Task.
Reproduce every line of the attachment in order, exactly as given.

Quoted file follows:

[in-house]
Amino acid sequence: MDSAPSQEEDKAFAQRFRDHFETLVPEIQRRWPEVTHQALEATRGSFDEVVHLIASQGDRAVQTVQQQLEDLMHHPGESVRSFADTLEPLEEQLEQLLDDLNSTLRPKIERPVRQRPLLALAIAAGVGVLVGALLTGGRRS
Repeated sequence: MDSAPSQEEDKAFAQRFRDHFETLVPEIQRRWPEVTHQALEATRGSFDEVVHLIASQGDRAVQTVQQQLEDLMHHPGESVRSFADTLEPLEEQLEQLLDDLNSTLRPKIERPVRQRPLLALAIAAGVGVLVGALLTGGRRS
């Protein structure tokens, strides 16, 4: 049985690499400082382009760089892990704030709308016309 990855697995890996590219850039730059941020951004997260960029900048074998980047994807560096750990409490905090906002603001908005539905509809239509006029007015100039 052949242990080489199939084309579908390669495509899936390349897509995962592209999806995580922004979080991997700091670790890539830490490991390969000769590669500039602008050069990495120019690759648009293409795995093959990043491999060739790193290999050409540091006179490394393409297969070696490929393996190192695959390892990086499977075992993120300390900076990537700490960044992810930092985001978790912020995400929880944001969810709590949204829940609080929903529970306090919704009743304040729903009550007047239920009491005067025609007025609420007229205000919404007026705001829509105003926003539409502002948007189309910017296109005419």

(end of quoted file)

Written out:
[in-house]
Amino acid sequence: MDSAPSQEEDKAFAQRFRDHFETLVPEIQRRWPEVTHQALEATRGSFDEVVHLIASQGDRAVQTVQQQLEDLMHHPGESVRSFADTLEPLEEQLEQLLDDLNSTLRPKIERPVRQRPLLALAIAAGVGVLVGALLTGGRRS
Repeated sequence: MDSAPSQEEDKAFAQRFRDHFETLVPEIQRRWPEVTHQALEATRGSFDEVVHLIASQGDRAVQTVQQQLEDLMHHPGESVRSFADTLEPLEEQLEQLLDDLNSTLRPKIERPVRQRPLLALAIAAGVGVLVGALLTGGRRS
């Protein structure tokens, strides 16, 4: 049985690499400082382009760089892990704030709308016309 990855697995890996590219850039730059941020951004997260960029900048074998980047994807560096750990409490905090906002603001908005539905509809239509006029007015100039 052949242990080489199939084309579908390669495509899936390349897509995962592209999806995580922004979080991997700091670790890539830490490991390969000769590669500039602008050069990495120019690759648009293409795995093959990043491999060739790193290999050409540091006179490394393409297969070696490929393996190192695959390892990086499977075992993120300390900076990537700490960044992810930092985001978790912020995400929880944001969810709590949204829940609080929903529970306090919704009743304040729903009550007047239920009491005067025609007025609420007229205000919404007026705001829509105003926003539409502002948007189309910017296109005419």